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The New York City luxury department store Bergdorf Goodman is known today as one of the most luxurious, unique, and over-the-top retail experiences anywhere in the world.
So, it may come as a surprise to devotees of the store’s elaborate window displays, haute couture gowns, and jewel box of a café that the shop originated as a humble tailor shop in 1899.
The store was the brainchild of Herman Bergdorf, an immigrant from Alsace. A 23-year-old named Edwin Goodman became his apprentice, and within two years, the store was operating under the two men and with a new name, Bergdorf Goodman.
Although the store lies in pricey Midtown East today, the shop back then was located just above Union Square. In 1901, the men moved farther uptown to 32nd Street, where Goodman prevailed in a debate over whether the store would take to the pricier new location. Goodman soon bought Bergdorf’s interest in the company, and Bergdorf retired to Paris.
The store stepped decisively towards its current iteration in 1914, when Goodman moved the store farther uptown and became the first couturier to introduce ready-to-wear fashion, including both French and American, in his offerings.
In 1928, Goodman moved the store yet farther uptown to its present location, on the site of what had been the Cornelius Vanderbilt II mansion. After purchasing the estate, stripping it, knocking it down, and building a new structure, he cannily subdivided the first floor into sections that could be rented out separately so that he always had the option of generating rental income. One of his first tenants was the jeweler Van Cleef & Arpels, which is still a tenant today.
The store thrived throughout the 1930s and became successful enough to expand to other places. But Goodman preferred to keep the store to one location, where he could keep a close eye on the quality of the merchandise and service.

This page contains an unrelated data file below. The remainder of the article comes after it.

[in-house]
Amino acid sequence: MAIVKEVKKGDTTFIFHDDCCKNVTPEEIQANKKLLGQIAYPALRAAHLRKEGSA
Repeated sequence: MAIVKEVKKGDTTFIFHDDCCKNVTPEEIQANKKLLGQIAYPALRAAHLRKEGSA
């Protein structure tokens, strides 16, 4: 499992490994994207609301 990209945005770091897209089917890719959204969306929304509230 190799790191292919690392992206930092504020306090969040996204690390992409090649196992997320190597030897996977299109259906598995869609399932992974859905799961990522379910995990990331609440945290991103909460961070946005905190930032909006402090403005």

Goodman’s son Andrew became president of the company in 1951 and opened a fur salon and created Miss Bergdorf, an in-house line for younger women. The children’s section soon expanded into its own floor, and the fur salon, beauty salon, and bridal salon also grew.
In the 1970s, the store was sold to Broadway-Hale Stores, which would become Carter Hawley Hale Stores; it also owned Neiman Marcus. (Goodman stayed on as the store’s landlord and lived in a penthouse on the top floor of the building.) In 1987, the company became the Neiman Marcus Group and included Neiman Marcus and Contempo Casuals.
In the 1990s, Bergdorf Goodman expanded its footprint into the building across the street from its current location, where it stocked men’s fashion. This move made it possible for women’s fashion to expand further and to open the John Barrett Salon.
Although the store is known for its ethos of luxury and beauty, it is perhaps most famous for its stunning window displays. Especially during the holidays, the shop pulls out all the stops to tell fantastical, exquisite stories with its products in the shop windows along Fifth Avenue. The windows have garnered such a cult following that they were even the subject of their own weighty coffee table tome by high-end publisher Assouline.
Perhaps the ultimate tribute to the store comes in the documentary Scatter My Ashes at Bergdorf’s, which features numerous celebrities and designers waxing poetic about how much the store has meant to them over the years.
So, considering breakfast at Tiffany’s? Maybe consider making it breakfast at Bergdorf’s instead.